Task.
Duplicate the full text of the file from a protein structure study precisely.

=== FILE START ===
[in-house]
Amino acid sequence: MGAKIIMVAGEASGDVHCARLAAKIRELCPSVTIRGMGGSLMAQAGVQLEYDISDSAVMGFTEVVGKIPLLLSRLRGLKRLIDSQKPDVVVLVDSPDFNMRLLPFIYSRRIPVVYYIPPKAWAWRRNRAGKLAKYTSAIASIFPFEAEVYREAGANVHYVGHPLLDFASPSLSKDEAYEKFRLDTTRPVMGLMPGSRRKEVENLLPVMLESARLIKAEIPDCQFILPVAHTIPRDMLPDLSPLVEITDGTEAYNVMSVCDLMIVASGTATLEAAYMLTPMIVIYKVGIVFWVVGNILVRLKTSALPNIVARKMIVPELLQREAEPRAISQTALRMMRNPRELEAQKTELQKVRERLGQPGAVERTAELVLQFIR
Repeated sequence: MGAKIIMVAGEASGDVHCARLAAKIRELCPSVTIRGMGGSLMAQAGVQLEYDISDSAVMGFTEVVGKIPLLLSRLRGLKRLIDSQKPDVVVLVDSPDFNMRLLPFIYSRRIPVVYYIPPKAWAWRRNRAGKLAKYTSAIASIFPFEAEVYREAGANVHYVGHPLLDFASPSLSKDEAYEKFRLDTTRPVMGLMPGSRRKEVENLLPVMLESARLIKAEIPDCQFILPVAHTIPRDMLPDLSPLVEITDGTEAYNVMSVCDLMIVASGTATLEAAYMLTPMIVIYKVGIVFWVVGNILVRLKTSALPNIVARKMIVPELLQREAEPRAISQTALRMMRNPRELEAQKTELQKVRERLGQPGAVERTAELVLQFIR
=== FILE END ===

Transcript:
[in-house]
Amino acid sequence: MGAKIIMVAGEASGDVHCARLAAKIRELCPSVTIRGMGGSLMAQAGVQLEYDISDSAVMGFTEVVGKIPLLLSRLRGLKRLIDSQKPDVVVLVDSPDFNMRLLPFIYSRRIPVVYYIPPKAWAWRRNRAGKLAKYTSAIASIFPFEAEVYREAGANVHYVGHPLLDFASPSLSKDEAYEKFRLDTTRPVMGLMPGSRRKEVENLLPVMLESARLIKAEIPDCQFILPVAHTIPRDMLPDLSPLVEITDGTEAYNVMSVCDLMIVASGTATLEAAYMLTPMIVIYKVGIVFWVVGNILVRLKTSALPNIVARKMIVPELLQREAEPRAISQTALRMMRNPRELEAQKTELQKVRERLGQPGAVERTAELVLQFIR
Repeated sequence: MGAKIIMVAGEASGDVHCARLAAKIRELCPSVTIRGMGGSLMAQAGVQLEYDISDSAVMGFTEVVGKIPLLLSRLRGLKRLIDSQKPDVVVLVDSPDFNMRLLPFIYSRRIPVVYYIPPKAWAWRRNRAGKLAKYTSAIASIFPFEAEVYREAGANVHYVGHPLLDFASPSLSKDEAYEKFRLDTTRPVMGLMPGSRRKEVENLLPVMLESARLIKAEIPDCQFILPVAHTIPRDMLPDLSPLVEITDGTEAYNVMSVCDLMIVASGTATLEAAYMLTPMIVIYKVGIVFWVVGNILVRLKTSALPNIVARKMIVPELLQREAEPRAISQTALRMMRNPRELEAQKTELQKVRERLGQPGAVERTAELVLQFIR